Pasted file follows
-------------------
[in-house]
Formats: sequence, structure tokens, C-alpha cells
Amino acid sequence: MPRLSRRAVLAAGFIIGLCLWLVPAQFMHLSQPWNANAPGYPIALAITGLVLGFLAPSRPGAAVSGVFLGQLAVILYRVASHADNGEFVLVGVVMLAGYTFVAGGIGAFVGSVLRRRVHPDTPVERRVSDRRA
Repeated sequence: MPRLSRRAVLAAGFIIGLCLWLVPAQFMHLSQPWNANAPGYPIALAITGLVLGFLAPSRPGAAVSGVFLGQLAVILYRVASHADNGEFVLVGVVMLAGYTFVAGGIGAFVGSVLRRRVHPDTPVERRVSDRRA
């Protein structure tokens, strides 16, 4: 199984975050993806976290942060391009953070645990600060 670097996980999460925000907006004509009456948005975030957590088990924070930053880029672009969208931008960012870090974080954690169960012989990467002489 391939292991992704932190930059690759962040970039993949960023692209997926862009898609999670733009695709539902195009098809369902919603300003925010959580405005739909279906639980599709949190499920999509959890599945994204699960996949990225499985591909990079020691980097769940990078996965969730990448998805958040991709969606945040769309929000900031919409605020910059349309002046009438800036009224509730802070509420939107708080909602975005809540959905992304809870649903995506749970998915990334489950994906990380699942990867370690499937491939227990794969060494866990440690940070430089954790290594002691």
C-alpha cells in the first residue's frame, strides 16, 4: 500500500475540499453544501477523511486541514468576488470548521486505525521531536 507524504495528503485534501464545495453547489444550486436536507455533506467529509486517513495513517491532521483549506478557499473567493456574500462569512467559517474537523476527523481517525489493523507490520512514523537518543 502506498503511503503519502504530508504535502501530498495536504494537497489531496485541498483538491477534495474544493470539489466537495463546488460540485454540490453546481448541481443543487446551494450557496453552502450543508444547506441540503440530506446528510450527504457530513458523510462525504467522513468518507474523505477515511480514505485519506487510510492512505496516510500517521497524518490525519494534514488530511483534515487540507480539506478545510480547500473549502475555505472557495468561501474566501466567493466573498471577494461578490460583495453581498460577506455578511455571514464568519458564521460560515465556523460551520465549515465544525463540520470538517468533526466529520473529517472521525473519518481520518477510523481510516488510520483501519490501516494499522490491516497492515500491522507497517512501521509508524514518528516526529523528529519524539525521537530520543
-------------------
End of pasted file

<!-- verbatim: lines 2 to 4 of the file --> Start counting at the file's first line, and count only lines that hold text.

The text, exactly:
Formats: sequence, structure tokens, C-alpha cells
Amino acid sequence: MPRLSRRAVLAAGFIIGLCLWLVPAQFMHLSQPWNANAPGYPIALAITGLVLGFLAPSRPGAAVSGVFLGQLAVILYRVASHADNGEFVLVGVVMLAGYTFVAGGIGAFVGSVLRRRVHPDTPVERRVSDRRA
Repeated sequence: MPRLSRRAVLAAGFIIGLCLWLVPAQFMHLSQPWNANAPGYPIALAITGLVLGFLAPSRPGAAVSGVFLGQLAVILYRVASHADNGEFVLVGVVMLAGYTFVAGGIGAFVGSVLRRRVHPDTPVERRVSDRRA